Skip to content. | Skip to navigation

Personal tools
You are here: Home Operations Web site documentation Using AsciiDoc to create XHTML documents

Using AsciiDoc to create XHTML documents

What is AsciiDoc?

AsciiDoc is a lightweight markup language for text documents with a simple, natural syntax. AsciiDoc documents are readable in their plain text form, but can also be translated to a various presentation formats, such as XHTML and PDF. If you are not comfortable editing text documents containing markup, or using the UNIX command line, you should probably create content using the Plone web interface and the page editor built into Plone instead.

How do I install AsciiDoc?

Mac OS X

Instructions for installing AsciiDoc in Mac OS X can be found in my Mac software install instructions.

Linux

Installing AsciiDoc in Linux should be similar to Mac OS X. Your Linux distribution may also include a prepackaged version of AsciiDoc.

Windows

I have not attempted to install AsciiDoc in Windows. It would be considerably more difficult to install and use in Windows, since Python is not included in Windows by default, and the Windows command line is very different from UNIX.

Tip To get started with AsciiDoc and XHTML, you only need to install the AsciiDoc software package; the rest of the packages are for more advanced uses, such as creating PDF files.

What does an AsciiDoc document look like?

This is a brief outline of how to use the most common AsciiDoc syntax to create a document. Complete documentation of AsciiDoc syntax is available at the AsciiDoc web site.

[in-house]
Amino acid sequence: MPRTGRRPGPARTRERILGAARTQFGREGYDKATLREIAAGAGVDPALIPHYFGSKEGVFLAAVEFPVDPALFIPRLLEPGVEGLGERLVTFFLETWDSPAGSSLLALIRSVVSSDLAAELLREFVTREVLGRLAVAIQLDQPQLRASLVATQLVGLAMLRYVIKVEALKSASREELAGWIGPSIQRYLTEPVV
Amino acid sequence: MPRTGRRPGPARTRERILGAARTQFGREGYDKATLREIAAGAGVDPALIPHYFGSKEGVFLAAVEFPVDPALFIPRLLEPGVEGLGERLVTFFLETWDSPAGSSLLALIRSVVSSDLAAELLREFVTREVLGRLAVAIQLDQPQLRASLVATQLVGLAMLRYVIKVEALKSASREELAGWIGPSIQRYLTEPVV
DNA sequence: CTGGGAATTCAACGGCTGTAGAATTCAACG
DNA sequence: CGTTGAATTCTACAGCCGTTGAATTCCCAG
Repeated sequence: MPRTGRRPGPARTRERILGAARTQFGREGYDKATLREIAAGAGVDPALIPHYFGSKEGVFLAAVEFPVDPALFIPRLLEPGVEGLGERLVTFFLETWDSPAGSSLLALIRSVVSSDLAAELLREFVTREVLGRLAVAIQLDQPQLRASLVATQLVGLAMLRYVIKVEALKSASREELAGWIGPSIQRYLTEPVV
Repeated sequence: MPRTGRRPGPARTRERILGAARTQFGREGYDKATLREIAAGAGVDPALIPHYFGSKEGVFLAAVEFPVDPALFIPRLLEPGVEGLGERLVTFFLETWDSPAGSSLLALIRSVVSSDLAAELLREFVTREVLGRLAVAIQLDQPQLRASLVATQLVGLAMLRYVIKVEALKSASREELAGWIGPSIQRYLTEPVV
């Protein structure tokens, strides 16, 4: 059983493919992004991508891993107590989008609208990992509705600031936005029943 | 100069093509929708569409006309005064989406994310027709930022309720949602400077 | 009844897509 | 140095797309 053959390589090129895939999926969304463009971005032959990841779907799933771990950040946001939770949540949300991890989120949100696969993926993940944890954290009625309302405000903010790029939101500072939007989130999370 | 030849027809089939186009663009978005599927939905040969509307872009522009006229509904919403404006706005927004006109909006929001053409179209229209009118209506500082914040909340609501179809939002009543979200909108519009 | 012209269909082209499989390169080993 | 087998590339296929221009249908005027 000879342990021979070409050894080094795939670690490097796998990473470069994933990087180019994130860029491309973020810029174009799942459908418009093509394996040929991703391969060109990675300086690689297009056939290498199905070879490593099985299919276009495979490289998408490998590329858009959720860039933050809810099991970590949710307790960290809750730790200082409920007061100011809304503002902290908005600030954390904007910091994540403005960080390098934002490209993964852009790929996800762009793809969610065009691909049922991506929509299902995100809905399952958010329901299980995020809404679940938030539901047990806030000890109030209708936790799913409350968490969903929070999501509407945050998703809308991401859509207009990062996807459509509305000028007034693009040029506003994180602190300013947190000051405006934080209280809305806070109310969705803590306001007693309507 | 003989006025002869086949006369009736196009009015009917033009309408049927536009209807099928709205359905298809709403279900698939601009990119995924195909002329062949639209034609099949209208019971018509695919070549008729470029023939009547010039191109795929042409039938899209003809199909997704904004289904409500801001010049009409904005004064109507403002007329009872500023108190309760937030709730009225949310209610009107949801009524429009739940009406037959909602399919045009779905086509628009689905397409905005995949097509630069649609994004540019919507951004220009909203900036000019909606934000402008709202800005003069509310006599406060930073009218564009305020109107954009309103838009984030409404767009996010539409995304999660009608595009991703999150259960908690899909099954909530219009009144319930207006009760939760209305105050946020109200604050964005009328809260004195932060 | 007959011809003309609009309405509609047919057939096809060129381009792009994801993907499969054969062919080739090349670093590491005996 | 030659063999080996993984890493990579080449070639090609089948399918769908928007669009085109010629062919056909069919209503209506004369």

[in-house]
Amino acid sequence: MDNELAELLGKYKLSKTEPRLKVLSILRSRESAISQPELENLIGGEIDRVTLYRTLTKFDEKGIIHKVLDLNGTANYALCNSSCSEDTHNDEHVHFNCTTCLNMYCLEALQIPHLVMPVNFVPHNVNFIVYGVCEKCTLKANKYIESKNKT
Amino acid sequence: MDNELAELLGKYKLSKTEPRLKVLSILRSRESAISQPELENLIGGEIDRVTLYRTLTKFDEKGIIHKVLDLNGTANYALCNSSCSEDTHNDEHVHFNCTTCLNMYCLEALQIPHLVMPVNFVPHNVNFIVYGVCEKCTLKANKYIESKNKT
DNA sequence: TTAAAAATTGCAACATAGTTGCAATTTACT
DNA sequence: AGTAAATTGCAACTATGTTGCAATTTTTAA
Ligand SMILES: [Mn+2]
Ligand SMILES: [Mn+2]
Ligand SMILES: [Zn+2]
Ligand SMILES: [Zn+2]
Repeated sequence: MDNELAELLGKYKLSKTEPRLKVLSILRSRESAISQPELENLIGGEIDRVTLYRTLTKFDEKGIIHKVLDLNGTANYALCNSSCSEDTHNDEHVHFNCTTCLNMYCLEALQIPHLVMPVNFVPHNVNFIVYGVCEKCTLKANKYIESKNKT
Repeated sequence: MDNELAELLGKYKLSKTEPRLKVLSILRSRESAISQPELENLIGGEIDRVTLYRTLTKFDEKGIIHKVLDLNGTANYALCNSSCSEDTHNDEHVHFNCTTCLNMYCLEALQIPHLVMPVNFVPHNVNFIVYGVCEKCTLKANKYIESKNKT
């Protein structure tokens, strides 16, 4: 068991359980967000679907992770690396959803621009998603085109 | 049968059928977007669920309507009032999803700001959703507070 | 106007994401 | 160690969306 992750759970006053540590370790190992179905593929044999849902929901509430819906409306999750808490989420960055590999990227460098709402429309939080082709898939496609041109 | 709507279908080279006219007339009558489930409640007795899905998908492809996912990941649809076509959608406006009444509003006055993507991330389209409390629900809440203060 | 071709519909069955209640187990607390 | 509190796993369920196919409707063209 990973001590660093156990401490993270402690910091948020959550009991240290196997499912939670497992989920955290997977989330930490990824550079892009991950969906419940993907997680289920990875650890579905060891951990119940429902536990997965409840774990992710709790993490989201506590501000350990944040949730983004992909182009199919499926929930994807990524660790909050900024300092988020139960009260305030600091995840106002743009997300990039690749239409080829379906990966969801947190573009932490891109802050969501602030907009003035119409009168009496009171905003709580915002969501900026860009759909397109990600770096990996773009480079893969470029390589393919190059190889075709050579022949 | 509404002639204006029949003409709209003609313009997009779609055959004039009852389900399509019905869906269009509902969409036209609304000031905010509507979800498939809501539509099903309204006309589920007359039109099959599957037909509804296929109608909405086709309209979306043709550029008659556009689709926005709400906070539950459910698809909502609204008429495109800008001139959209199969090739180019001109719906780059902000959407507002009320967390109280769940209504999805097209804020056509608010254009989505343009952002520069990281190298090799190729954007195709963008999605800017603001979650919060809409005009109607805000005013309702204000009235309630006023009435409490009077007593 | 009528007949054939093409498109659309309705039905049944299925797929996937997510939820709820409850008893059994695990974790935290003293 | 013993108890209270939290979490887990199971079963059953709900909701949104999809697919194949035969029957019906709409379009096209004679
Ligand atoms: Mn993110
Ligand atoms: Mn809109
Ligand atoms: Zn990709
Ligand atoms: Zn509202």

Tip The AsciiDoc web site was created using AsciiDoc, and the page source for any page in the site is available through a “Page Source” link in the left column. This document was also written in AsciiDoc, and its page source is also available.

Document header

An AsciiDoc document starts with a document header, containing the title of the document and information about the author and document version.

Example: The header of this document
Using AsciiDoc to create XHTML documents
========================================
Glenn Eychaner <geychaner@lco.cl>
version 1.5, December 2008
:icons:

The last line of this header is an attribute that tells AsciiDoc to use icons instead of text in admonitions.

Sections and subsections

An AsciiDoc document is divided into sections and subsections. Each section has a title, which can be a two line title or a one line title. I generally use a two line title in the document header and one line titles elsewhere, because I find it easier to remember the syntax of the one line title; place a number of equals signs on either side of the title equal to the section level of the title plus one.

Example: Level one and level two section titles from this document
== What does an AsciiDoc document look like? ==
=== Document header ===

Sections can be nested up to four levels, and can be numbered by adding the :numbered: attribute to the header of the document.

Document content

The actual content of the document is contained in a series of paragraphs and blocks containing the actual text. Paragraphs are separated by blank lines, while blocks are surrounded by leading and trailing lines of delimiter characters. The most commonly used paragraphs and blocks are:

  • Simple paragraphs, which are blocks of text that begin and end with a blank line. These paragraphs are never indented.

  • Literal paragraphs, in which each line is indented by one or more spaces or tabs. Literal paragraphs are rendered in a monospace font with no formatting or substitutions.